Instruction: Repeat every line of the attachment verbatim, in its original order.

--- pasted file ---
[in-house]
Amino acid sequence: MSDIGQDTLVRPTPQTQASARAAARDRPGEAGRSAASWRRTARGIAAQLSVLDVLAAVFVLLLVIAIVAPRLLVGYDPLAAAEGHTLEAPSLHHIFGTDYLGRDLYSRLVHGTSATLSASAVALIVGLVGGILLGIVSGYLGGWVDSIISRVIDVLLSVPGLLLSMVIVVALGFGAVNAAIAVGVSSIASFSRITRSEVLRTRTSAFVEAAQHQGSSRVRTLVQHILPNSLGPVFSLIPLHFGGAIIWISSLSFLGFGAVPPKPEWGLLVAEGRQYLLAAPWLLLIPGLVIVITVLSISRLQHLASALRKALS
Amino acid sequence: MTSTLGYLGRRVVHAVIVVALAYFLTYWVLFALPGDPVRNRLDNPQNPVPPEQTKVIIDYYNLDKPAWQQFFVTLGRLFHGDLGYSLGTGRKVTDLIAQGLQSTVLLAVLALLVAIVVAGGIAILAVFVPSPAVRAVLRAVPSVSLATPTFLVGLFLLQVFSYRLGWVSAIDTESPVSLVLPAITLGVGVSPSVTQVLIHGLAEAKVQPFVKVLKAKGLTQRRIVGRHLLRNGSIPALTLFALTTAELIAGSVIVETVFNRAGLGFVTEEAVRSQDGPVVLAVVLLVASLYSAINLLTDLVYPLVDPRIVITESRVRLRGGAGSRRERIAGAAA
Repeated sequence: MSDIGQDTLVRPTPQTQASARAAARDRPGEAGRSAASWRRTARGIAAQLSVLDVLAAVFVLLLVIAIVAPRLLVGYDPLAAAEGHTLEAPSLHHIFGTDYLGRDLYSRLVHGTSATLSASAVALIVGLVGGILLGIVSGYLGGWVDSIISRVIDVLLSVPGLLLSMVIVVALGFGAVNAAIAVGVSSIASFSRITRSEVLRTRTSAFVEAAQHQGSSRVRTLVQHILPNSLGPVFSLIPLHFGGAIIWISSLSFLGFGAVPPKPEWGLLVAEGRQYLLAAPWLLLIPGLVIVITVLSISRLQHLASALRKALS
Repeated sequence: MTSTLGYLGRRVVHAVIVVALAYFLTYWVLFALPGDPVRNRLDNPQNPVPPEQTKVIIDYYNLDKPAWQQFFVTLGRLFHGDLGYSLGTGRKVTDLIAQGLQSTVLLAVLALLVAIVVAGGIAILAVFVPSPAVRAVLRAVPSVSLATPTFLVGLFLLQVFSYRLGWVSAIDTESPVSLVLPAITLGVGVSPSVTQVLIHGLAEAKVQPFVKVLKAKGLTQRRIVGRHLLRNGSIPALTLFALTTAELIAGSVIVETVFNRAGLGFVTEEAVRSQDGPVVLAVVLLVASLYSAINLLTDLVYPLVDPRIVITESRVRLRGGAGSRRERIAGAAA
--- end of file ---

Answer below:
[in-house]
Amino acid sequence: MSDIGQDTLVRPTPQTQASARAAARDRPGEAGRSAASWRRTARGIAAQLSVLDVLAAVFVLLLVIAIVAPRLLVGYDPLAAAEGHTLEAPSLHHIFGTDYLGRDLYSRLVHGTSATLSASAVALIVGLVGGILLGIVSGYLGGWVDSIISRVIDVLLSVPGLLLSMVIVVALGFGAVNAAIAVGVSSIASFSRITRSEVLRTRTSAFVEAAQHQGSSRVRTLVQHILPNSLGPVFSLIPLHFGGAIIWISSLSFLGFGAVPPKPEWGLLVAEGRQYLLAAPWLLLIPGLVIVITVLSISRLQHLASALRKALS
Amino acid sequence: MTSTLGYLGRRVVHAVIVVALAYFLTYWVLFALPGDPVRNRLDNPQNPVPPEQTKVIIDYYNLDKPAWQQFFVTLGRLFHGDLGYSLGTGRKVTDLIAQGLQSTVLLAVLALLVAIVVAGGIAILAVFVPSPAVRAVLRAVPSVSLATPTFLVGLFLLQVFSYRLGWVSAIDTESPVSLVLPAITLGVGVSPSVTQVLIHGLAEAKVQPFVKVLKAKGLTQRRIVGRHLLRNGSIPALTLFALTTAELIAGSVIVETVFNRAGLGFVTEEAVRSQDGPVVLAVVLLVASLYSAINLLTDLVYPLVDPRIVITESRVRLRGGAGSRRERIAGAAA
Repeated sequence: MSDIGQDTLVRPTPQTQASARAAARDRPGEAGRSAASWRRTARGIAAQLSVLDVLAAVFVLLLVIAIVAPRLLVGYDPLAAAEGHTLEAPSLHHIFGTDYLGRDLYSRLVHGTSATLSASAVALIVGLVGGILLGIVSGYLGGWVDSIISRVIDVLLSVPGLLLSMVIVVALGFGAVNAAIAVGVSSIASFSRITRSEVLRTRTSAFVEAAQHQGSSRVRTLVQHILPNSLGPVFSLIPLHFGGAIIWISSLSFLGFGAVPPKPEWGLLVAEGRQYLLAAPWLLLIPGLVIVITVLSISRLQHLASALRKALS
Repeated sequence: MTSTLGYLGRRVVHAVIVVALAYFLTYWVLFALPGDPVRNRLDNPQNPVPPEQTKVIIDYYNLDKPAWQQFFVTLGRLFHGDLGYSLGTGRKVTDLIAQGLQSTVLLAVLALLVAIVVAGGIAILAVFVPSPAVRAVLRAVPSVSLATPTFLVGLFLLQVFSYRLGWVSAIDTESPVSLVLPAITLGVGVSPSVTQVLIHGLAEAKVQPFVKVLKAKGLTQRRIVGRHLLRNGSIPALTLFALTTAELIAGSVIVETVFNRAGLGFVTEEAVRSQDGPVVLAVVLLVASLYSAINLLTDLVYPLVDPRIVITESRVRLRGGAGSRRERIAGAAA